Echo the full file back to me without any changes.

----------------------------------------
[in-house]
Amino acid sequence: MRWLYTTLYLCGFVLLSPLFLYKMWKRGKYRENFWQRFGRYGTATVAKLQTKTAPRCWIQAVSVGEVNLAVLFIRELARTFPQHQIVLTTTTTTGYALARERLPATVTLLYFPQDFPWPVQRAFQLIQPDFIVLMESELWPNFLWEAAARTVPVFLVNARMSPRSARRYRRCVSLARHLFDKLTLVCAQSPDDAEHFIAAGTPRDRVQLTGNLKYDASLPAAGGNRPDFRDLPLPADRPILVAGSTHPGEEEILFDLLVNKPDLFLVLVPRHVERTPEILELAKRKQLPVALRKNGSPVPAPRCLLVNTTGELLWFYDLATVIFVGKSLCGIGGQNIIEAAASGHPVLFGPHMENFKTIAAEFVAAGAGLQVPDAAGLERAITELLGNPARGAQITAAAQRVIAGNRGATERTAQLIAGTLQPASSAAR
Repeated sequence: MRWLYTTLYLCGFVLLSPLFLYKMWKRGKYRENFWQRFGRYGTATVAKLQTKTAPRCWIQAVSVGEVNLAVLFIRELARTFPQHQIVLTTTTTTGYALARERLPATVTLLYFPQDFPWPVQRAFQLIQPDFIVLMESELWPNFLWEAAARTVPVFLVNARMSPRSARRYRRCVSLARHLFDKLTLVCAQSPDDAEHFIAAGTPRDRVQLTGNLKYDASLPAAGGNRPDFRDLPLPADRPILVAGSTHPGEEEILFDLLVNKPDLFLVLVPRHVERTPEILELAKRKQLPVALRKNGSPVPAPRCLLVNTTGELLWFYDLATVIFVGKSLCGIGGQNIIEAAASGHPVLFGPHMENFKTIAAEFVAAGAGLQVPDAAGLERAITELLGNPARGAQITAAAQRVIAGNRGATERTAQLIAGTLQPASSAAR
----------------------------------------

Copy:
[in-house]
Amino acid sequence: MRWLYTTLYLCGFVLLSPLFLYKMWKRGKYRENFWQRFGRYGTATVAKLQTKTAPRCWIQAVSVGEVNLAVLFIRELARTFPQHQIVLTTTTTTGYALARERLPATVTLLYFPQDFPWPVQRAFQLIQPDFIVLMESELWPNFLWEAAARTVPVFLVNARMSPRSARRYRRCVSLARHLFDKLTLVCAQSPDDAEHFIAAGTPRDRVQLTGNLKYDASLPAAGGNRPDFRDLPLPADRPILVAGSTHPGEEEILFDLLVNKPDLFLVLVPRHVERTPEILELAKRKQLPVALRKNGSPVPAPRCLLVNTTGELLWFYDLATVIFVGKSLCGIGGQNIIEAAASGHPVLFGPHMENFKTIAAEFVAAGAGLQVPDAAGLERAITELLGNPARGAQITAAAQRVIAGNRGATERTAQLIAGTLQPASSAAR
Repeated sequence: MRWLYTTLYLCGFVLLSPLFLYKMWKRGKYRENFWQRFGRYGTATVAKLQTKTAPRCWIQAVSVGEVNLAVLFIRELARTFPQHQIVLTTTTTTGYALARERLPATVTLLYFPQDFPWPVQRAFQLIQPDFIVLMESELWPNFLWEAAARTVPVFLVNARMSPRSARRYRRCVSLARHLFDKLTLVCAQSPDDAEHFIAAGTPRDRVQLTGNLKYDASLPAAGGNRPDFRDLPLPADRPILVAGSTHPGEEEILFDLLVNKPDLFLVLVPRHVERTPEILELAKRKQLPVALRKNGSPVPAPRCLLVNTTGELLWFYDLATVIFVGKSLCGIGGQNIIEAAASGHPVLFGPHMENFKTIAAEFVAAGAGLQVPDAAGLERAITELLGNPARGAQITAAAQRVIAGNRGATERTAQLIAGTLQPASSAAR